The superiority of reward is not here the consequence of competition, but of its absence : not a compensation for disadvantages inherent in the employment, but an extra advantage; a kind of monopoly price, the effect not of a legal, but of what has been termed a natural monopoly. If all labourers were trustworthy, it would not be necessary to give extra pay to working goldsmiths on account of the trust. The degree of integrity required being supposed to be uncommon, those who can make it appear that they possess it are able to take advantage of the peculiarity, and obtain higher pay in proportion to its rarity. This opens a class of considerations which Adam Smith, and most other political economists, have taken into far too little account, and from inattention to which, he has given a most imperfect exposition of the wide difference between the remuneration of common labour and that of skilled employments.

Some employments require a much longer time to learn, and a much more expensive course of instruction than others; and to this extent there is, as explained by Adam Smith, an inherent reason for their being more highly remunerated. If an artizan must work several years at learning his trade before he can earn anything, and several years more before becoming sufficiently skilful for its finer operations, he must have a prospect of at last earning enough to pay the wages of all this past labour, with compensation for the delay of payment, and an indemnity for the expenses of his education. His wages, consequently, must yield, over and above the ordinary amount, an annuity sufficient to repay these sums, with the common rate of profit, within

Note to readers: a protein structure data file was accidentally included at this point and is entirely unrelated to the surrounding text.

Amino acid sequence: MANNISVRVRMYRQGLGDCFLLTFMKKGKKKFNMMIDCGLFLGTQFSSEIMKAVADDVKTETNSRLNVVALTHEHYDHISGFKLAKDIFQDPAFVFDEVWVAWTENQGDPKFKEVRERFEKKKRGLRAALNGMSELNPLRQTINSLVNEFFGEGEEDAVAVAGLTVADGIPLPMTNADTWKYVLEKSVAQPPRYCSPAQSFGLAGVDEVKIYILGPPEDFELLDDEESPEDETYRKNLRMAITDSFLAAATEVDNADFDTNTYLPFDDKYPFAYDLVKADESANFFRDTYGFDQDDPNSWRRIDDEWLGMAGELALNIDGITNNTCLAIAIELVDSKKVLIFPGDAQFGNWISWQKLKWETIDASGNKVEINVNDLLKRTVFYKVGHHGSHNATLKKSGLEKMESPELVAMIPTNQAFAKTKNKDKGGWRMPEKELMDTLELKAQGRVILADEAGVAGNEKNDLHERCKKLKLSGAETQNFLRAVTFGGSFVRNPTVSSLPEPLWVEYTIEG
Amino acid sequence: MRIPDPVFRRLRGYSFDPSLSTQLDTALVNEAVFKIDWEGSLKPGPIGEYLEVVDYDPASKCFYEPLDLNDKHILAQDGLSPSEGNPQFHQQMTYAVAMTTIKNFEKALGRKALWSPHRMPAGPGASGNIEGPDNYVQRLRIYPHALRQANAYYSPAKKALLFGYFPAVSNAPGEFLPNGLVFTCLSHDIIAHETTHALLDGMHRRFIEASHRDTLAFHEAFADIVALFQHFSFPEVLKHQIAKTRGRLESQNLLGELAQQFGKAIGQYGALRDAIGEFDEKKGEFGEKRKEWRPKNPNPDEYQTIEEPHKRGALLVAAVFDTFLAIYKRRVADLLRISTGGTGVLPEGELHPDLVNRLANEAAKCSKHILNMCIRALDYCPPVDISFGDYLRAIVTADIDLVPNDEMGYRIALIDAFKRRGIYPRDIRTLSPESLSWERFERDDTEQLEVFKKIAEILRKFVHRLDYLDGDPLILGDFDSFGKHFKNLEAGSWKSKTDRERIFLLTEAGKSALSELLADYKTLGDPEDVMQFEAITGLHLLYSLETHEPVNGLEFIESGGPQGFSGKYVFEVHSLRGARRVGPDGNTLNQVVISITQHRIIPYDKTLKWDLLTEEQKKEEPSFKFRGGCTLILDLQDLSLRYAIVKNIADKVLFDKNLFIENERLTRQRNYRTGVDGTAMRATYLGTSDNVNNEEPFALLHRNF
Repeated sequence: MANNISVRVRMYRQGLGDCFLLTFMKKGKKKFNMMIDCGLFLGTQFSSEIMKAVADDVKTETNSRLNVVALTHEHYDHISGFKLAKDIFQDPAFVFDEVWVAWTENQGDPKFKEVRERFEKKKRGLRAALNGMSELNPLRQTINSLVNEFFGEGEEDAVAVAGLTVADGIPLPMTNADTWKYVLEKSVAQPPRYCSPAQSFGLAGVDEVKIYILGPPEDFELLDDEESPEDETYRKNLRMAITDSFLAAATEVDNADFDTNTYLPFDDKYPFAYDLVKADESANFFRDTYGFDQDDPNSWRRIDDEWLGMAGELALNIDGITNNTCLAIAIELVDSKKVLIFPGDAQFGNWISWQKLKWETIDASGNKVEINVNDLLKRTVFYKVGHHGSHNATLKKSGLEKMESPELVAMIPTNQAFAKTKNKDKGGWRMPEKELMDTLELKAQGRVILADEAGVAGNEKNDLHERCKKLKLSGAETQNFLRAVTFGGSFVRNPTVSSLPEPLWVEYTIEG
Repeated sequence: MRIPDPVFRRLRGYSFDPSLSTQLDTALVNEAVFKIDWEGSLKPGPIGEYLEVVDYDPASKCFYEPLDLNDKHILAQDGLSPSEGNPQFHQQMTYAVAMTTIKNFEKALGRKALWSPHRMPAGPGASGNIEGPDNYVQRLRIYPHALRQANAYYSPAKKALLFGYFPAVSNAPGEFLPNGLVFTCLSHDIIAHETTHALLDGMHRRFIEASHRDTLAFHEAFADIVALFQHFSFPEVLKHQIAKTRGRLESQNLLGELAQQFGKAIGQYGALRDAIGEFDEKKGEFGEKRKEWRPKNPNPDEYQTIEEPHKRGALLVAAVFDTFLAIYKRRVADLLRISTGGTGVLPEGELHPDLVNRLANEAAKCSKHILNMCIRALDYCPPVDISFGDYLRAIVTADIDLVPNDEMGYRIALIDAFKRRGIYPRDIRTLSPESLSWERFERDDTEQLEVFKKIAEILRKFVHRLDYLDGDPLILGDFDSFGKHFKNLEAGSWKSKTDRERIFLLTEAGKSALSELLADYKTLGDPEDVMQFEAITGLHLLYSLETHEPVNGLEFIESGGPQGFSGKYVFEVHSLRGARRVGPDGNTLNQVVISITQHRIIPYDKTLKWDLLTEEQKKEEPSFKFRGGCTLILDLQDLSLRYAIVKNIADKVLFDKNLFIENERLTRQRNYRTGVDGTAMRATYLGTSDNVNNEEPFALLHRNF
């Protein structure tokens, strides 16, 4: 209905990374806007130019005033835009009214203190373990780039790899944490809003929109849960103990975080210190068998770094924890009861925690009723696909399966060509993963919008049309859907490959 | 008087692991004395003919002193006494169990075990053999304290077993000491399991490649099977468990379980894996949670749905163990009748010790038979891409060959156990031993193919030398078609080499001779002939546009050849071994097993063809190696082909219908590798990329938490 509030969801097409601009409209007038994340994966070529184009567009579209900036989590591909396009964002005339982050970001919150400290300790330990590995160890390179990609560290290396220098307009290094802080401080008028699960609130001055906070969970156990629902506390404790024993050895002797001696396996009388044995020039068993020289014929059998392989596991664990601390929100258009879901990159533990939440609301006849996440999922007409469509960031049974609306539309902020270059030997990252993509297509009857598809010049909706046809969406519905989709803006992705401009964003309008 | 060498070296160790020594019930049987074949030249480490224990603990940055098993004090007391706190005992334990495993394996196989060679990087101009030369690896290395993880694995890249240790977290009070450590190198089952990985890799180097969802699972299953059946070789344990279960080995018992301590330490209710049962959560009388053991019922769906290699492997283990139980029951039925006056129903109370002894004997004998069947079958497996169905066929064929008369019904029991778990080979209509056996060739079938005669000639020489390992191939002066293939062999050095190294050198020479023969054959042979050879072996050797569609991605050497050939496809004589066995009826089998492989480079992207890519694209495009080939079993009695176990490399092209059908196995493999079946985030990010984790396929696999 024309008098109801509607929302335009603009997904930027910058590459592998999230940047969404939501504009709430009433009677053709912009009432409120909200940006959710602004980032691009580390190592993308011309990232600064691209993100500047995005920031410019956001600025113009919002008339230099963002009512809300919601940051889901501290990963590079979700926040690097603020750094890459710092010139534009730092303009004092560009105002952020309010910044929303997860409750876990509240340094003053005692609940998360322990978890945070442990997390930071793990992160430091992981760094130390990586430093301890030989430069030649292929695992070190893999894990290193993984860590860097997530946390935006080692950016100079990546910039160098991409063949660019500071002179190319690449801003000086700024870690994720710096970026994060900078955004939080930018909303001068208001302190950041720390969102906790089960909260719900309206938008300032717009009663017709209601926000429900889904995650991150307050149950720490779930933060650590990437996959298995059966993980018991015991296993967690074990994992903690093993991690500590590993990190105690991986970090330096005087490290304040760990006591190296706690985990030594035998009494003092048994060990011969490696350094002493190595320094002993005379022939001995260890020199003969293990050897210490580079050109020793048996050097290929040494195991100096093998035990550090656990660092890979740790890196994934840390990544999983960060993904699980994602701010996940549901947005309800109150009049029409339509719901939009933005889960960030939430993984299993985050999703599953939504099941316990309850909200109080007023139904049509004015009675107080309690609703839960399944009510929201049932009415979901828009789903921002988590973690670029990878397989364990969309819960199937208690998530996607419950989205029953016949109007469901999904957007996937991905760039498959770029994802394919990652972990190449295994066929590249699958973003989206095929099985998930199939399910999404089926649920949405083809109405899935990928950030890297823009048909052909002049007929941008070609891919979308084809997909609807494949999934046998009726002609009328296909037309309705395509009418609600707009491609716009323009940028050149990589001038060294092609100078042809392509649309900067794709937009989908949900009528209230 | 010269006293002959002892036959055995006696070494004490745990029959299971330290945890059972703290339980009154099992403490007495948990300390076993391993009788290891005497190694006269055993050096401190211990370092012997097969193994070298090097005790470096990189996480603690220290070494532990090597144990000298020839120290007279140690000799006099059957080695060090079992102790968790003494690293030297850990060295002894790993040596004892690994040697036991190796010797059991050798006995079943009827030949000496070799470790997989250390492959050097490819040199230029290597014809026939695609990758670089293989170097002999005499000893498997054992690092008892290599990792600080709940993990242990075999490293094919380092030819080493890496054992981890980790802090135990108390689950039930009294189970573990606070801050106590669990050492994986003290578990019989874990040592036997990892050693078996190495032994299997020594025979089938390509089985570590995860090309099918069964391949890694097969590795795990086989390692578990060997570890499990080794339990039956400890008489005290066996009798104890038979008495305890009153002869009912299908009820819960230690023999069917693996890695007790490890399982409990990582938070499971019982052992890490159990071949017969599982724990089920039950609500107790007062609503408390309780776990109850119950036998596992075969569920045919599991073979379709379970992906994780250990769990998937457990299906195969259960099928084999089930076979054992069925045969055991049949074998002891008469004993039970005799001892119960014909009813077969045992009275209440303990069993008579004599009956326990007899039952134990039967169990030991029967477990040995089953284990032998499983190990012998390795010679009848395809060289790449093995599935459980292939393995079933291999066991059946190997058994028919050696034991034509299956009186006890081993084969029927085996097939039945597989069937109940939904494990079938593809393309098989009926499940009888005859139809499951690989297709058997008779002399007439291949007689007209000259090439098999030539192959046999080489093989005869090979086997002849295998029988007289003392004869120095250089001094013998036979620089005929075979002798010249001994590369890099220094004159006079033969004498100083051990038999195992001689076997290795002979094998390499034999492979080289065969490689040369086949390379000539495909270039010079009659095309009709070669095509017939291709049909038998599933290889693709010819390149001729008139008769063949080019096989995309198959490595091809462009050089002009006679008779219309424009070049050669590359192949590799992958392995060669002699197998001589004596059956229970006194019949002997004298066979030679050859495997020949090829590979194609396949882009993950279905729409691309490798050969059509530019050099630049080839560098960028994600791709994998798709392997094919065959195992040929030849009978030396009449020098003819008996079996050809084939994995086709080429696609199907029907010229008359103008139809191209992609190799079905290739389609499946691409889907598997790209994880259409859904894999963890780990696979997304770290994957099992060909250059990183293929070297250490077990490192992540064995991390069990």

the number of years he can expect to live and be in working condition. This, which is necessary to place the skilled employments, all circumstances taken together, on the same level of advantage with the unskilled, is the smallest difference which can exist for any length of tiine between the two remunerations, since otherwise no one would learn the skilled employments. And this amount of difference is all which Adam Smith's principles account for. When the disparity is greater, he seems to think that it must be explained by apprentice laws, and the rules of corporations which restrict admission into many of the skilled employments. But, independently of these or any other artificial monopolies, there is a natural monopoly in favour of skilled labourers against the unskilled, which makes the difference of reward exceed, sometimes in a manifold proportion, what is sufficient merely to equalize their advantages. If unskilled labourers had it in their power to compete with skilled, by merely taking the trouble of learning the trade, the difference of wages might not exceed what would compensate them for that trouble, at the ordinary rate at which labour is remunerated. But the fact that a course of instruction is required, of even a low degree of costliness, or that the labourer must be maintained for a considerable time from other sources, suffices everywhere to exclude the great body of the labouring people from the possibility of any such competition. Until lately, all employments which required even the humble education of reading and writing, could be recruited only from a select class, the majority have ing had no opportunity of acquiring those attainments. All such employments, accordingly, were immensely overpaid, as measured by the ordinary remuneration of labour. Since reading and writing have been brought within the reach of a multitude, the monopoly price of the lower grade of edu. cated employments has greatly fallen, the competition for them having increased in an almost incredible degree. There is still, however, a much greater disparity than can be accounted for on the principle of competition. A clerk from